Ferrero, Andrea Pierò, Andrea Fassina, Simona Massola, Tiziana Lanteri, Antonello Daga, Giovanni Abbate and Fassino, Secondo 2007. A 12-month comparison of brief psychodynamic psychotherapy and pharmacotherapy treatment in subjects with generalised anxiety disorders in a community setting. European Psychiatry, Vol. 22, Issue. 8, p. 530.


    Shearer, Steven L. 2007. Recent Advances in the Understanding and Treatment of Anxiety Disorders. Primary Care: Clinics in Office Practice, Vol. 34, Issue. 3, p. 475.


    Bystritsky, A 2006. Treatment-resistant anxiety disorders. Molecular Psychiatry, Vol. 11, Issue. 9, p. 805.


    Demertzis, Kristen Hope and Craske, Michelle G. 2006. Anxiety in primary care. Current Psychiatry Reports, Vol. 8, Issue. 4, p. 291.


    ×

Does the addition of cognitive behavioral therapy improve panic disorder treatment outcome relative to medication alone in the primary-care setting?

  • MICHELLE G. CRASKE (a1), DANIELA GOLINELLI (a2), MURRAY B. STEIN (a3), PETER ROY-BYRNE (a4), ALEXANDER BYSTRITSKY (a5) and CATHY SHERBOURNE (a2)
  • DOI: http://dx.doi.org/10.1017/S003329170500557X
  • Published online: 15 July 2005
Abstract

Background.Randomized clinical trials indicate a benefit from combining medications with cognitive behavioral therapy (CBT) relative to medication alone for panic disorder. Using an as-treated analysis, we evaluated whether the addition of CBT enhanced outcomes for panic disorder relative to medications alone in the primary-care setting.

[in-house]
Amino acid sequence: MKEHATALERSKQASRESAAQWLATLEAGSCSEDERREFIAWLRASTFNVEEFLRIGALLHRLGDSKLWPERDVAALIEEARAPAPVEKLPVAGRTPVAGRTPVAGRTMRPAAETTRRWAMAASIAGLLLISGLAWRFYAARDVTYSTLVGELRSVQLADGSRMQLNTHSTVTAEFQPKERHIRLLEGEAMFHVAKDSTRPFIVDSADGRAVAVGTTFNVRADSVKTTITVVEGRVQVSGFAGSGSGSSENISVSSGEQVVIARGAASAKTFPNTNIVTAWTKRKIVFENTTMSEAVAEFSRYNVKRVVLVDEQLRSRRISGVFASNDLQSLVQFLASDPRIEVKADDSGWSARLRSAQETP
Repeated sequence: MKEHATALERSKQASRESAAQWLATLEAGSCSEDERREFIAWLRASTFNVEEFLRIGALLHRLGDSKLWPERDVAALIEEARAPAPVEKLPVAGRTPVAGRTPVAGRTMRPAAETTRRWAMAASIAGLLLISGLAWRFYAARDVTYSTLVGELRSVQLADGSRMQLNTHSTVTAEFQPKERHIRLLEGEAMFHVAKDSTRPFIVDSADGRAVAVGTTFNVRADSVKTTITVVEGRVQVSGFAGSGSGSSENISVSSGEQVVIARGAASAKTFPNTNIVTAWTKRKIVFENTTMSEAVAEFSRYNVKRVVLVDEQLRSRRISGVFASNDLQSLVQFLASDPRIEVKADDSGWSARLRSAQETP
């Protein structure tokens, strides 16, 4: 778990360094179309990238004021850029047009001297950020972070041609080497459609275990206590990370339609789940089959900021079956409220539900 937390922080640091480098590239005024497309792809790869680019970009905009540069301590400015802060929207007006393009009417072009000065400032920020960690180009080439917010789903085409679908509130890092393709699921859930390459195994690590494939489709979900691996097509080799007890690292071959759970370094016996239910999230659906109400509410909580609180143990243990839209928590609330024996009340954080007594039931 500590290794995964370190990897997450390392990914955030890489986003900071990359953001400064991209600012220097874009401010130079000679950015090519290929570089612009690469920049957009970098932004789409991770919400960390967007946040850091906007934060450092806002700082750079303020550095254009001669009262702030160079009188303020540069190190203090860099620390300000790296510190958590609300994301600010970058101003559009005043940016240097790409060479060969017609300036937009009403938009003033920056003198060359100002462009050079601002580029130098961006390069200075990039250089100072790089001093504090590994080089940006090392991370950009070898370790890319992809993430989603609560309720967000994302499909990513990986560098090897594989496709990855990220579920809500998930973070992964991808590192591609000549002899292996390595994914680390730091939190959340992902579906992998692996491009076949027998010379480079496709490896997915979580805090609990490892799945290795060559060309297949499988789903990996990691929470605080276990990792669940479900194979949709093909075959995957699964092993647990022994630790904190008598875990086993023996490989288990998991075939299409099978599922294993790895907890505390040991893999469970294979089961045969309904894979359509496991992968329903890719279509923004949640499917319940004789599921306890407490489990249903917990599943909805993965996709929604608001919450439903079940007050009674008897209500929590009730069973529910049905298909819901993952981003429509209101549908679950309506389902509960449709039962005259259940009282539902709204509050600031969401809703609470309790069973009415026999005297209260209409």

Method.Primary-care patients with panic disorder reported on their receipt of CBT and medications over the 3 months following baseline assessment. The degree to which outcomes for those who used anti-panic medications were enhanced by the receipt of at least one component of CBT was analyzed using a propensity score model that took into account observable baseline patient characteristics influencing both treatment selection and outcomes.

Results.The addition of CBT resulted in statistically and clinically significant improvements at 3 months on anxiety sensitivity, social avoidance, and disability. Also, patients receiving CBT in the first 3 months of the study were more improved at 12 months than patients who took medications only during the first 3 months of the study.

Conclusions.The clinical utility of the findings are discussed in terms of the importance of primary-care physicians encouraging their panic disorder patients to receive CBT as well as medications.

Copyright
Corresponding author
Departments of Psychology and Psychiatry & Biobehavioral Sciences, UCLA, 405 Hilgard Avenue, Los Angeles, CA 90095-1563, USA. (Email: craske@psych.ucla.edu)
Recommend this journal

Email your librarian or administrator to recommend adding this journal to your organisation's collection.

Psychological Medicine
  • ISSN: 0033-2917
  • EISSN: 1469-8978
  • URL: /core/journals/psychological-medicine
Please enter your name
Please enter a valid email address
Who would you like to send this to? *
×